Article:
That photo was taken on top of one of those "messengers' house" and it is now used as the cover photo of MCO's website, which is really cool!

What is one piece of advice you'd give future My China Opportunity students?

Nora: Be ready for the culture shock. China, especially Beijing, is a place where everything happens and where anything can happen. Students should be open minded and expect the most unexpected when they come to China and try not to be judgmental towards the people or culture.

Also, don't be blinded by the cheap price and the exchange rate, because you will end up buying a ton of crap that you will barely use when you go back home.

great wall of china hike

How has this experience impacted your future?

Nora: I set out to be a business reporter and my internship experience with MCO definitely helped me in this field. It was a really hands-on experience, I was in charge of multiple projects and got to do a lot of writing and marketing-related tasks.

Recruiters often ask me about my internship with MCO because there was so much coming out from that one internship; I made a promotional video, organized events, created bi-weekly newsletter, managed social networks and wrote blog posts, all of these proved that i'm a versatile person with different skill sets. I'm very grateful that Chris and Miranda gave this opportunity to intern with them, it helped a great deal of my future career!!

What did My China Opportunity do for you and what did you need to do on your own?

Nora: MCO gave me a great opportunity to intern with a startup company where I got to work on different projects and develop multiple skill sets. I made friends with other interns and got to see lots of the city with them, which is a great experience.

Since I'm from Beijing so i did not need any accommodation or language classes I was basically an intern within the company. So what I needed to do on my own was reaching out to clients and be proactive when I was doing research for the company. It's worth mentioning that most of the events we did were paid by MCO so interns barely needed to pay anything for the events through MCO.

Staff Interviews

These are in-depth Q&A sessions with program leaders.

Miranda Mullett

Miranda Mullett, is the Director of International Recruitment and Co-Founder of My China Opportunity (MCO). She enjoys learning about the dreams and aspirations of students and helps make that possible for students who intern in MCO's internship program. Miranda is very found of design and creativity. She plans someday to help reduce pollution in China by recycling waste materials in China's manufacturing system and transforming them into fashionable products.
female bodyshot

What position do you hold at My China Opportunity? What has been your career path so far?

Miranda: At My China Opportunity (MCO), I'm the Director of International Recruitment and Co-Founder. I've been working at MCO since the office in Beijing opened in 2011.

During my time at MCO, I've shaped how the organization runs, influenced our program's culture, and developed many of the relationships with the host companies that we work with today. All around, you can say that I've successfully transformed MCO from a young start-up to a full fledged boutique internship program.

What does the future hold for My China Opportunity - any exciting new programs to share?

Miranda: In China, we have noticed that there has been demand for interns in creative based sectors or positions. Instead of conforming to a generic internship placement program, we have decided to develop MCO in a non-traditional way. Going niche, we decided to open the Creative Based Internship Program. When we say creative based, we don't just mean design, but more in the aspect of people who can “think outside the box” and truly be utilized in the position that they are placed in.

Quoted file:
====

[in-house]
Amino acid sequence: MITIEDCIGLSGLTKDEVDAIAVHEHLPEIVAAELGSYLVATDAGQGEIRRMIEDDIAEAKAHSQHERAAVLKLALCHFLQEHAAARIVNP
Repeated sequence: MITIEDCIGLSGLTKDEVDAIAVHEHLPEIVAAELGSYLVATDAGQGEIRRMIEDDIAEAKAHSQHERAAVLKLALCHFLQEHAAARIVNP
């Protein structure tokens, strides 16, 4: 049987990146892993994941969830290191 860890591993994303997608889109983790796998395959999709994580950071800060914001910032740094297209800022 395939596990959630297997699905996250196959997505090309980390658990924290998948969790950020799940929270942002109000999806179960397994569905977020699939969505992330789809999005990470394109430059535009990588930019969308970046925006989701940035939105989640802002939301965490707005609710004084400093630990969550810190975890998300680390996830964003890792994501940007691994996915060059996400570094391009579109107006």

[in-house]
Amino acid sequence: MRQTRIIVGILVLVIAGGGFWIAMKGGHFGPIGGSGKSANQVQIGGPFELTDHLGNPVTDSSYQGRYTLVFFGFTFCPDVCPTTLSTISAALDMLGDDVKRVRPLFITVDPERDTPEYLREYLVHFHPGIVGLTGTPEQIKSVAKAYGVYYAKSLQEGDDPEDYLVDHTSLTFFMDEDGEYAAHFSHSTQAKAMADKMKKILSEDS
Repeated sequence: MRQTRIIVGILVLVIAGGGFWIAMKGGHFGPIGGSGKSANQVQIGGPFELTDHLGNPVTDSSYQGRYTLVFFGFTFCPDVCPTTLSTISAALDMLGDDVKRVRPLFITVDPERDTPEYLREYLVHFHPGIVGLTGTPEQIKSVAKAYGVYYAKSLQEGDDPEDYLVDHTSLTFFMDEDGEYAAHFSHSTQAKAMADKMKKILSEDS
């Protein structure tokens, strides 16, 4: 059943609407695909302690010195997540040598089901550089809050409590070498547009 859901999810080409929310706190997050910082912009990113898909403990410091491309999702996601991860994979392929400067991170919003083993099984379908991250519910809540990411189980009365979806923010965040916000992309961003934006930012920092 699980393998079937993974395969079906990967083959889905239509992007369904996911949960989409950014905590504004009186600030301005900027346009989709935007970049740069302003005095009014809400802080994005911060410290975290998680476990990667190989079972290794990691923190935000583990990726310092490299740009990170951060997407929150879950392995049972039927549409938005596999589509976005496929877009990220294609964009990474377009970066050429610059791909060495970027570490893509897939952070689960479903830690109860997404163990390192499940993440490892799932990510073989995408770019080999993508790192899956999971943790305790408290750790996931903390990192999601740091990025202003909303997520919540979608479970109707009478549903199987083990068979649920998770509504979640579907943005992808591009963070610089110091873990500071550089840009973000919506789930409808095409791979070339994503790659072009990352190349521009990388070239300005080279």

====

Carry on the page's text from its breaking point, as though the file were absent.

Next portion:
We have found that when interns gain a better internship experience and the host companies actually utilize interns for the skills, academic background and interests, we get better feedback from both parties. Outside from our internship placements, we have decided to include guest speaking events from industry specialists, design related activities, and a memorable camping experience on the wild part of the Great Wall.

What about the future of the industry? How do you think study abroad and international education will change over the next 10 years?

Miranda: There is no doubt that international education will only become more important in the 21st century. As globalization continues and countries become more intertwined, the importance of culture exchange will be a necessity for students. Already I'm seeing many top performing universities globally, encouraging or requiring students to go abroad before they graduate. This is because a changing economic climate is making it difficult for western students to remain competitive in the job market.

Many Fortune 500 companies are looking to hire new graduates that have some sort of international study abroad or internship experience outside their home country. As the world becomes more equal, competition becomes more fierce. That being said, international education will be ever more important as we move forward this century.

What is the best story you've heard from a return student?

Miranda: The best story that I've ever heard was from our intern, Ryan Huerter, from Western Washington University. He joined our program in the Summer of 2012. This was Ryan's first time out of North America and his first time in an Asian country. Before he arrived in China, he had pre-conceived ideas that China had lots of people riding bicycles and wearing communist suits.

swedish festival

When he landed, I picked him up at the airport and he couldn't believe how many Bentleys, Mercedes and BMWs there were on the road.

He also couldn't believe how modern Beijing looked as we drove from the airport to his new apartment. After Ryan returned home, he was extremely happy with his decision to come to Beijing for an internship.

He had told us that he learned so much about himself and what he liked doing for work. Now, Ryan works at a Fortune 500 company and manages the Boeing account for his company. He travels frequently to Asia for work and still keeps in touch with My China Opportunity.